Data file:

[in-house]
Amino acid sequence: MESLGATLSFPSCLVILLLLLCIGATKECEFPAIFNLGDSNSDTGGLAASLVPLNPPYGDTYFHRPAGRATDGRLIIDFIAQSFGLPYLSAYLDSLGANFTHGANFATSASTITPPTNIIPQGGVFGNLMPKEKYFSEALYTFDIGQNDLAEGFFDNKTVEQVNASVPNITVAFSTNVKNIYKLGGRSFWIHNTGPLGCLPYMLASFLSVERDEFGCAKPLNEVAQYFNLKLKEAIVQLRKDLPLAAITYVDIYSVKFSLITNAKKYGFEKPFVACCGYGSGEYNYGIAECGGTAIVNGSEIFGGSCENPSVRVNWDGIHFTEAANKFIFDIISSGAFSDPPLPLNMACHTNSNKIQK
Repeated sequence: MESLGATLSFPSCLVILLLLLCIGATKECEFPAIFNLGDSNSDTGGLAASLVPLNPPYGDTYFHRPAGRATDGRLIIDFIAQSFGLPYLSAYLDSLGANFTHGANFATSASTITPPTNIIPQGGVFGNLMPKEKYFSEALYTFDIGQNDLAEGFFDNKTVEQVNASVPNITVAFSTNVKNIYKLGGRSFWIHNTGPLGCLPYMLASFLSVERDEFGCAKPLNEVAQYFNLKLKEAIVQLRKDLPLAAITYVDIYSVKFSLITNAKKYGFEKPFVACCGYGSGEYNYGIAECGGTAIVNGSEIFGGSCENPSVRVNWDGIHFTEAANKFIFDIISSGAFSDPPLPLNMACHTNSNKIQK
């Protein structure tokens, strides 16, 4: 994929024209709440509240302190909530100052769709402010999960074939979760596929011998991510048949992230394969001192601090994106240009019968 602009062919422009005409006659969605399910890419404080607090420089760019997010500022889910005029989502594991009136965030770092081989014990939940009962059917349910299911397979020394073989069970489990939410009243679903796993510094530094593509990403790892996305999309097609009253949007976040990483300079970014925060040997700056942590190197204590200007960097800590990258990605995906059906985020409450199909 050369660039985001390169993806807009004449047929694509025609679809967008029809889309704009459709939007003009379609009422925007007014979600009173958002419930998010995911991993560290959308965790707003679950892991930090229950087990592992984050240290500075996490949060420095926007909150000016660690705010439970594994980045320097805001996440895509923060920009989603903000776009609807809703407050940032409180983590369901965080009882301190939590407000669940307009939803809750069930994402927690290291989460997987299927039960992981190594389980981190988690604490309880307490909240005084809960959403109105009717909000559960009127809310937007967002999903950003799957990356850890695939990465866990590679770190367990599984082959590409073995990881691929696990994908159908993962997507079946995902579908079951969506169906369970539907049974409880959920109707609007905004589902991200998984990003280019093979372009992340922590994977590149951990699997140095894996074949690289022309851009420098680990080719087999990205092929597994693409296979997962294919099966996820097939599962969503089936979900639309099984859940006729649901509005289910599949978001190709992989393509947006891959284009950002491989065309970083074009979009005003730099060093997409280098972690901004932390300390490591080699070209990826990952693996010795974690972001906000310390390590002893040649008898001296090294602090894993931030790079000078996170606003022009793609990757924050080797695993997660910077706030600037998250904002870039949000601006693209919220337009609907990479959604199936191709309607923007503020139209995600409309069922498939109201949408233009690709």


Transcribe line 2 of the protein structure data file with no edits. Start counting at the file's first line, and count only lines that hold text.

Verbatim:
Amino acid sequence: MESLGATLSFPSCLVILLLLLCIGATKECEFPAIFNLGDSNSDTGGLAASLVPLNPPYGDTYFHRPAGRATDGRLIIDFIAQSFGLPYLSAYLDSLGANFTHGANFATSASTITPPTNIIPQGGVFGNLMPKEKYFSEALYTFDIGQNDLAEGFFDNKTVEQVNASVPNITVAFSTNVKNIYKLGGRSFWIHNTGPLGCLPYMLASFLSVERDEFGCAKPLNEVAQYFNLKLKEAIVQLRKDLPLAAITYVDIYSVKFSLITNAKKYGFEKPFVACCGYGSGEYNYGIAECGGTAIVNGSEIFGGSCENPSVRVNWDGIHFTEAANKFIFDIISSGAFSDPPLPLNMACHTNSNKIQK